He has had few genuine chances, and these have been seasoned with some bad luck stories (the crash in Jesolo on the 2015 Giro, a rare chance at leadership whilst with Sky, as well as last year’s puncture) but there’s no guarantee these won’t happen again – at some point, luck becomes a skill. Moreover, it is easy to say that Porte rode with the bigs after losing time early; we will never know if Froome, Bardet et al could have dropped him had they made serious attempts. Between his crash and a sub-par TT, he was finished as a threat to Sky before the race hit the Alps. Here, too, we see a chink in Porte’s armour, as he isn't the sort of rider to pull back time in chunks. Not only has he never made a podium on a grand tour, he’s never won a stage. Not one. There are going to be lots of very good climbers in this race, with Froome, Bardet and Quintana leading the group who’ll be desperate to shed the Tasmanian from their wheels on the steepest slopes, and it isn't impossible that they'll succeed.
His best chance, therefore, is to try and take some time from Froome and the rest in the TT and stay with them in the mountains, if he can. Froome, of course, has twice won Olympic medals as a time triallist and is very far from a straightforward mountain goat. Porte fans looking to this year’s Giro for hope should remember that there are only 38km of TT in this year’s Tour, and the disparity between Dumoulin and Quintana in skintight suits is far greater than that between Porte and Froome, even if you believe Porte has now outstripped his former leader. Nobody said this was going to be easy.
The context of the race
Froome and Quintana were the favourites coming into this season, and we can’t view Porte in a vacuum. Part of the reason he’s a likelier winner is that his main competitors are looking vulnerable. Quintana lost a Giro he was expected by most (me included) to win comfortably. Not only did Dumoulin beat him, but he only put 9 seconds into an aging Nibali. He might have come into that race undercooked, but it is hard to imagine him improving in a second grand tour.
Froome, meanwhile, is an enigma. He’s only interested in one race, and it hasn’t started yet, but seeing him knocked off the podium by Dan Martin in the Dauphine (a race he won in preparation for all of his Tour wins) was startling. Froome will go into the Tour without a single victory, stage or GC, this season. That last happened in 2012, when he was riding for Sir Bradley, back before Wiggo became a Knight Commander of the British Empire. I’ll leave others to speculate on whether fame, fatherhood, Team Sky chaos or simply racing luck and elusive form are to blame for Froome's results, but they are disquieting, and it isn't certain that he'll turn it around.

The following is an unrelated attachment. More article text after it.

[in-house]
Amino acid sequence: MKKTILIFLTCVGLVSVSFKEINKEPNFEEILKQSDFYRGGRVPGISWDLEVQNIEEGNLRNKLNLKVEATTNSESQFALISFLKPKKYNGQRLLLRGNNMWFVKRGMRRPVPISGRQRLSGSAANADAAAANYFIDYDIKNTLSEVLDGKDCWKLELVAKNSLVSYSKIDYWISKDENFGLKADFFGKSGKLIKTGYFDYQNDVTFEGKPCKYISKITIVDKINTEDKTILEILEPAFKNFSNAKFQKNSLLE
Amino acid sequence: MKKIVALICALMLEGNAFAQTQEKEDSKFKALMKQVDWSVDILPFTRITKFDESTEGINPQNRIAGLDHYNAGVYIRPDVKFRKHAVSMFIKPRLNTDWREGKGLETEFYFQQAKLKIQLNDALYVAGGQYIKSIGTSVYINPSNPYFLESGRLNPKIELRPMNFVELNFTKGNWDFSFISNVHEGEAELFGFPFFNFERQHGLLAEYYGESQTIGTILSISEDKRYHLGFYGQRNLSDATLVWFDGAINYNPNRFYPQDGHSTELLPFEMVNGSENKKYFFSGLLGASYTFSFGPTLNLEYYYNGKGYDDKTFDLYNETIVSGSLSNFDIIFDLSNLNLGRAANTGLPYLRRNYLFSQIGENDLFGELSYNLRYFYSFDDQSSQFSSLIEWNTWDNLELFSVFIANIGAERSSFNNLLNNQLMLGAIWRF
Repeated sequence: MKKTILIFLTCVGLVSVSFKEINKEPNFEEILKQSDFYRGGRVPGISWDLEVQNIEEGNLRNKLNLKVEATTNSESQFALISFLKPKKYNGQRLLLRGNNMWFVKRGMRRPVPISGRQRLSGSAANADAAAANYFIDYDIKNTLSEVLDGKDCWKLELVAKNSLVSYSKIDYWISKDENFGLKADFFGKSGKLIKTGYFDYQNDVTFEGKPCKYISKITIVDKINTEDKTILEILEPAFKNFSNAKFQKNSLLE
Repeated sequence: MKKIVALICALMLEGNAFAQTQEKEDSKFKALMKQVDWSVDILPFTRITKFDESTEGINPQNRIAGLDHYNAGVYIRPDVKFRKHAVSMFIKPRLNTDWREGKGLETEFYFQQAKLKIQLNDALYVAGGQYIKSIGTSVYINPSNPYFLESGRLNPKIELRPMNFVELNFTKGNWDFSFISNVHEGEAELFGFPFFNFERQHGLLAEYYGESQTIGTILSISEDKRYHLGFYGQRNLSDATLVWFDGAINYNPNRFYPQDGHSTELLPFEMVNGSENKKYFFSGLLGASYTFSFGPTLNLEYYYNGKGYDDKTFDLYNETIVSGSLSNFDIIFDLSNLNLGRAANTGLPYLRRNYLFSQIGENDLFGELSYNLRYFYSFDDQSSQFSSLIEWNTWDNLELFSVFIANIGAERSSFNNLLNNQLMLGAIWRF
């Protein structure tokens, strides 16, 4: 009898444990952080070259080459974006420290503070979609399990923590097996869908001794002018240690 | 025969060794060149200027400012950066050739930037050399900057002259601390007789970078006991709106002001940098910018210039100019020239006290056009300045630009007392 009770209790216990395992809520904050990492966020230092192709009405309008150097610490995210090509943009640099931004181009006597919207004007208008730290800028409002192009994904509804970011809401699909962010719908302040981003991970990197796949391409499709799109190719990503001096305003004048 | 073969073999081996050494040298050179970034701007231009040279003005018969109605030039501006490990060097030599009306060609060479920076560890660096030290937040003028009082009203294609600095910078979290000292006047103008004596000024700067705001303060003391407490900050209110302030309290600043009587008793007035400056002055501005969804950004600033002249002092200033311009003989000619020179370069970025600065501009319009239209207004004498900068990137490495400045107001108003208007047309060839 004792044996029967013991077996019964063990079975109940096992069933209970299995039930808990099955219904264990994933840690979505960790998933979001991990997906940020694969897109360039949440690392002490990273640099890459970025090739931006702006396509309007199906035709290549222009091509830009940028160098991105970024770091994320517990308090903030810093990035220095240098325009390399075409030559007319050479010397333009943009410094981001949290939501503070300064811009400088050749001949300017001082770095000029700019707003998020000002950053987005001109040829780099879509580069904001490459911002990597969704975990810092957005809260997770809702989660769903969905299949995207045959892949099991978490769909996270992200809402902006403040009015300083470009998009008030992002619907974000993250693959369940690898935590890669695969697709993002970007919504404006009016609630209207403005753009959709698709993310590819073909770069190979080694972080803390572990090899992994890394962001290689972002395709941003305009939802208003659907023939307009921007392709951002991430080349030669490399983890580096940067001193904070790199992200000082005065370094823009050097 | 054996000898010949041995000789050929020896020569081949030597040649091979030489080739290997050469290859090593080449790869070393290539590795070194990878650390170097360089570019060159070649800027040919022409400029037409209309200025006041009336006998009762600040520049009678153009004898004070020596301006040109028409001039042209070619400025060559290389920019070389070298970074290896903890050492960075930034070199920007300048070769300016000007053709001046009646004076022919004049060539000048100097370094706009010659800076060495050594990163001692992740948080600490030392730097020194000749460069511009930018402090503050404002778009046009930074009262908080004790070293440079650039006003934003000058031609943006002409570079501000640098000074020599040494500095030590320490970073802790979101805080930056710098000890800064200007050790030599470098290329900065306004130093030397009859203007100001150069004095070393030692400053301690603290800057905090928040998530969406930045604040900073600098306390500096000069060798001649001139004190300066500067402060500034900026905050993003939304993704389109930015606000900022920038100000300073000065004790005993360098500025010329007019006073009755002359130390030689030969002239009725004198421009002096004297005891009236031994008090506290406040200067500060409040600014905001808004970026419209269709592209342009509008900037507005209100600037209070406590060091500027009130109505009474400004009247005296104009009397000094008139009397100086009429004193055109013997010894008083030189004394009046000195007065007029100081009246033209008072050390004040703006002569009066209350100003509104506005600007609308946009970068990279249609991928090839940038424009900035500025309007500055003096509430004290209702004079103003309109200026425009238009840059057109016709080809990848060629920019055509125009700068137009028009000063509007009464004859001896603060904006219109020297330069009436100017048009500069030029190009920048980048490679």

More than anything Porte controls, Froome's form is critical to determining the winner of the year's biggest prize.
Richie Porte – Tour de France winner?
Where, then, are we left with Richie Porte? I see a rider who has shown the best form of his career over the last twelve months and is apparently still improving both as a climber and as a time trialler. He’s got a good team working for him, has experienced GT leadership, and can hope to see his biggest rivals failing to reach their best form. On everything that’s happened since stage 14 of last year’s Tour, he’s the form pick.
I also see a rider who excels at everything you need to be a GC contender, but doesn’t have a single dominant skill. I see a man with limited experience at the very top of his sport and a history of bad luck at the wrong moments. I see a race with many, many good riders, and a parcours some distance away from that which BMC would have chosen. I see Froome improving.
Can Richie Porte win the Tour? Yes. Am I more bullish on his chances than ever before? Certainly. Am I excited to see him try? You bet.
Will he win the Tour? I think that he…. won’t.